In 2004, Terry Francona rode into the Boston city limits on a white horse and created a nation of millions.
After decades of being punchlines and punching bags, the Red Sox have won two championships in the past seven years and generated a culture of success that long suffering fans have embraced.
With that being said, after a choke job worthy of Henry Heimlich’s praise in 2011, the times that were oh “so good, so good, so good” are over. By means of underachievement and discipline issues, the Red Sox ushered in a pompous and self-indulged Bobby Valentine to man the team.
Now that Francona and Valentine have switched spots with the former going to ESPN and the latter manning the reins in Fenway, a new era rears its head in Boston.
Don’t get your hopes up, Red Sox Nation.
Both Terry Francona and Bobby Valentine’s playing careers are merely footnotes in the catacombs of baseball history. Instead, they became household names by their success in managing teams.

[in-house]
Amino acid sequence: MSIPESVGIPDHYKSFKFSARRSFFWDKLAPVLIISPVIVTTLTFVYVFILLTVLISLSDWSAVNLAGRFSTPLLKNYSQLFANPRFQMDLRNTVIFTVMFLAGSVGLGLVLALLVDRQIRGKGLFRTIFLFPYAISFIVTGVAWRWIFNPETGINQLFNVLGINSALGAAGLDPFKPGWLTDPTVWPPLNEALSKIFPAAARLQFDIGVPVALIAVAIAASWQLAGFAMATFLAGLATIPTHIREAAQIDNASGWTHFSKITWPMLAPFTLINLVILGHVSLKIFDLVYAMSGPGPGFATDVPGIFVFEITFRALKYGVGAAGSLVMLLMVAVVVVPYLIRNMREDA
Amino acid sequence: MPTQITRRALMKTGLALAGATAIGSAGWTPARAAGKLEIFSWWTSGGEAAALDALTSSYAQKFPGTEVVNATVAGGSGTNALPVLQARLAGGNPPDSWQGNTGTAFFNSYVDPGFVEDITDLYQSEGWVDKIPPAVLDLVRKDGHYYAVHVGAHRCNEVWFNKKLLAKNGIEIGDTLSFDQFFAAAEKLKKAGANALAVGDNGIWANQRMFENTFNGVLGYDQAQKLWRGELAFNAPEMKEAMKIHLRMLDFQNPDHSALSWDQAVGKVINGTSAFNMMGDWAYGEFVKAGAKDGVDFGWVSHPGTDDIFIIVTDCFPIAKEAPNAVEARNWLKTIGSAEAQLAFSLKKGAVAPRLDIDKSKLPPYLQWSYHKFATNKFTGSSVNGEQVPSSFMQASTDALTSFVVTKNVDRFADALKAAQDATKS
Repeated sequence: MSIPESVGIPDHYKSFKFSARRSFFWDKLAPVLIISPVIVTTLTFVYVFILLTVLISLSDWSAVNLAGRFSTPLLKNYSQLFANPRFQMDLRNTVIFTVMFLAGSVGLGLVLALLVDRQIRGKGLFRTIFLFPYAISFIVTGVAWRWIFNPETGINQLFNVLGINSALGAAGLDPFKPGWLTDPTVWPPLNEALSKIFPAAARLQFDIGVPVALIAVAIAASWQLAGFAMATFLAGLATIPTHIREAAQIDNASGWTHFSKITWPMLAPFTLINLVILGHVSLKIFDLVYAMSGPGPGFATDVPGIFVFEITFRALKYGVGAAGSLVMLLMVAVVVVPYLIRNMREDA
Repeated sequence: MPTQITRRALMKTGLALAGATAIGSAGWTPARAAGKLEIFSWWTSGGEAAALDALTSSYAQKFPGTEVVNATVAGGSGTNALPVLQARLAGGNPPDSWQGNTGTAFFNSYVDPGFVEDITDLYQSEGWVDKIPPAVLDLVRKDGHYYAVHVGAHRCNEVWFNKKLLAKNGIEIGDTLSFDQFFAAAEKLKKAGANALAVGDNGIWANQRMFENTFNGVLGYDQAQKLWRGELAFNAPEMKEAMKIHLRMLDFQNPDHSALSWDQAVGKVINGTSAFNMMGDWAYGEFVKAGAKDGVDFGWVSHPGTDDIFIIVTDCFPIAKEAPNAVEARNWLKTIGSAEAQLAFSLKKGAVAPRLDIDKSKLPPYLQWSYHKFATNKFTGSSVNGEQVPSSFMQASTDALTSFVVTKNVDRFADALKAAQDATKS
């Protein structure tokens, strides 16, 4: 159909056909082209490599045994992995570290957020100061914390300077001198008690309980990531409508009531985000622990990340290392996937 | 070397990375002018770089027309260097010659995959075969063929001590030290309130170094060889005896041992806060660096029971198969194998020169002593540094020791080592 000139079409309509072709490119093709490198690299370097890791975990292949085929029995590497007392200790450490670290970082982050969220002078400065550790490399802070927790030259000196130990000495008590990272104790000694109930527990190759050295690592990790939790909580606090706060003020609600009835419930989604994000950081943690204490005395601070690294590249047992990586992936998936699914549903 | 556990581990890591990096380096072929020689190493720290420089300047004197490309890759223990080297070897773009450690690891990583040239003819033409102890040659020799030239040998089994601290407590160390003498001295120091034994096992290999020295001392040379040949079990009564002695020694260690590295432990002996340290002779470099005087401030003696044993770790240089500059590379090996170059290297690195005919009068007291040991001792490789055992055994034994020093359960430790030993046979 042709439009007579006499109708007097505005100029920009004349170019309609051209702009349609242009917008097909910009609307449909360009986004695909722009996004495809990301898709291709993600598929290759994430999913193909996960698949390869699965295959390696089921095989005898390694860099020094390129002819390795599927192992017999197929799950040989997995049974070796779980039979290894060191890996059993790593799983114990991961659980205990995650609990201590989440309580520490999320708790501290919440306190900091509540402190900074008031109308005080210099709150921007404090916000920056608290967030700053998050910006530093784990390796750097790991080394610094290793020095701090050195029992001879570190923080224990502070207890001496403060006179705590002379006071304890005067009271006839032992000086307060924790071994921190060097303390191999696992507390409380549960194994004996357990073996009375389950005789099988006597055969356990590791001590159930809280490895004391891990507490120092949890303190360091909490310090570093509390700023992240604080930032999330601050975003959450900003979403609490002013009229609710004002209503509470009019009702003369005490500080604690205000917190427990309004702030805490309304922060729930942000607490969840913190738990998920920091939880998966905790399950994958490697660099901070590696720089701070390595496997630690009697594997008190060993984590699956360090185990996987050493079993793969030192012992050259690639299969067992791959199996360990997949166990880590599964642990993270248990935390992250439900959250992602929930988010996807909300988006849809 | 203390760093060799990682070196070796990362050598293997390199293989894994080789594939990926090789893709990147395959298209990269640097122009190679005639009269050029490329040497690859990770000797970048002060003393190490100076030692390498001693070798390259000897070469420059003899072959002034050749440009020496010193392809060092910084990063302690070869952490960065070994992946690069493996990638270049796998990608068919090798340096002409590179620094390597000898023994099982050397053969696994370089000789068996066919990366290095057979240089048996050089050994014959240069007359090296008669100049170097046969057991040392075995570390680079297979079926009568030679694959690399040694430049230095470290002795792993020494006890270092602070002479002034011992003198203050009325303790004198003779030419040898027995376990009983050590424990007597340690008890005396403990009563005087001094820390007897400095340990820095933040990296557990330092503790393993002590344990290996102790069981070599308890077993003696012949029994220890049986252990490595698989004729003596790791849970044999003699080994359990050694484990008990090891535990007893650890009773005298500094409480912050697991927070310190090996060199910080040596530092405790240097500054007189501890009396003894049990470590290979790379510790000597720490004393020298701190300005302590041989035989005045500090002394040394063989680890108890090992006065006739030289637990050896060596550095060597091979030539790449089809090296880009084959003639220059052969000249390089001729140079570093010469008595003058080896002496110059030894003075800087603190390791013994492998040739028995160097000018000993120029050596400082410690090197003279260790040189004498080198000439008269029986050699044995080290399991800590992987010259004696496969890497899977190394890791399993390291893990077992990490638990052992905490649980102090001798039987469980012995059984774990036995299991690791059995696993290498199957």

That’s where the comparisons end.
During Francona’s administration, he oversaw a clubhouse that was extremely player-friendly. His well-documented pre-game cribbage games with Dustin Pedroia are a perfect example of how loose the Red Sox clubhouse has been since 2004.
In the past seven years, the cast of characters to walk through the clubhouse have been comfortable with the ambiance Tito propagated. Along with the players, the media also enjoyed having him there, as he pulled no punches and didn’t engage in childish mudslinging.
Enter Bobby Valentine.
With an enforcer reputation and a tendency to ruffle more feathers than a peacock, the Valentine transition will be swift. However, it might not be popular with the players.
Obviously the culture in the 2011 locker room required a tune-up, but the players are likely going to struggle with the sudden 180-degree change.
Pampered divas will publicly cry to the notebooks of the Boston media. The new skipper will issue a rebuttal, and before anyone realizes it, the whole team will be lost and a season wiped away under the guise of “rebuilding.”
Bobby Valentine had a successful career managing baseball teams.
Just ask him about it. He won’t hold back.